Getting Greener

The rollercoaster ride continues. Has it been anything else this past year? I seem to be plagued with anxiety over work, technological failures, commitments made, unfinished chores…and then the sun comes out, floods the house with brightness, emergencies subsist or in some cases solve themselves and fade into short-term memory, and life is good again. My iPhone was losing charge drastically this morning…which seemed life-threatening, but now I have so far anyway managed to find a better phone charging cord and it is coming back to battery life.

So since I find myself at relative peace, it being Friday and the middle of the day when the world seems to be focusing on the weekend, here are last Sunday’s photos, few and far between, from a cloudy, cool Portage morning. The White-Throated Sparrow at the top of the post didn’t appear to happy with the weather.

This time I was fortunate enough to see two Eastern Phoebes by the second bridge. I suppose I can assume they are a nesting pair returning. They were sort of tucked away and a bit hard to see.

I have heard a Song Sparrow for weeks but this is the first time I caught a glimpse of one.

Only one Black-capped Chickadee offered itself up on this cloudy day.

I saw this pair of Wood Ducks fly into the trees and then could just barely capture them through the branches.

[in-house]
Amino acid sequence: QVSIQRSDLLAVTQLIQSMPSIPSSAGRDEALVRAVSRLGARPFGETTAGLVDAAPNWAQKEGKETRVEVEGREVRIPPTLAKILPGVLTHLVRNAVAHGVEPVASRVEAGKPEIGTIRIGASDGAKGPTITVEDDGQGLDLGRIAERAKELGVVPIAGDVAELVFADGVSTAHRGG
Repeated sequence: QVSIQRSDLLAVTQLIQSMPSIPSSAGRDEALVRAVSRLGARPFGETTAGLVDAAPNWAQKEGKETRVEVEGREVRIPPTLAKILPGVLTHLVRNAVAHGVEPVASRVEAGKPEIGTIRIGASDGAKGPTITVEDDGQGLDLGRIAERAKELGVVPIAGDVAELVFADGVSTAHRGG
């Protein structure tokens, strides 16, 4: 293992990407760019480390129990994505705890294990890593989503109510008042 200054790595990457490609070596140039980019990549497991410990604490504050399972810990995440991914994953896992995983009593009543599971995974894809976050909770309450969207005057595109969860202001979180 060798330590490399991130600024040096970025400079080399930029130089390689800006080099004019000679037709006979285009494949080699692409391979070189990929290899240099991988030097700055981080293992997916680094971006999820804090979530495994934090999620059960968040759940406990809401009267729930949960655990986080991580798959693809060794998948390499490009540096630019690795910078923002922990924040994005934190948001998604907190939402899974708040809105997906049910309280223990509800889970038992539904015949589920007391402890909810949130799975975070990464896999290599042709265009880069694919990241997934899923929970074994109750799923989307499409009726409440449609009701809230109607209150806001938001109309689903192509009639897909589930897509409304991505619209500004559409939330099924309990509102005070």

The woodpeckers were hard to see but I found this one early on.

Cloudy Portage scenes…with emerging green…

On my way out, just when I was wondering if I would see anything new at all, I came across half a dozen Yellow-Rumped Warblers on the paved path, in exactly the same spot as last May, I believe, that a similar number of male Indigo Buntings announced their arrival.

I think this is the first time I have seen the new redbuds blooming. They’re in a nice welcoming spot behind the sculpture, breaking up the lawn that sprawls in front of the woods.

To be sure, the Robins are busy and they will continue to be so.

I hope to be back soon – I know, i always say that, and then weeks go by… but Spring Is Upon Us and it seems I must rise to the occasion. I am grateful for the Seasons – they are still with us!

Cold, Snowy January – Part 3

From no light to almost too much, this past Saturday! It was clear and cold. The sunshine helped my mood a lot, especially because it wasn’t particularly windy.

It’s always good to see a Red-tailed Hawk, even if you can’t see the red tail – at least I could make out the belly band in the pictures.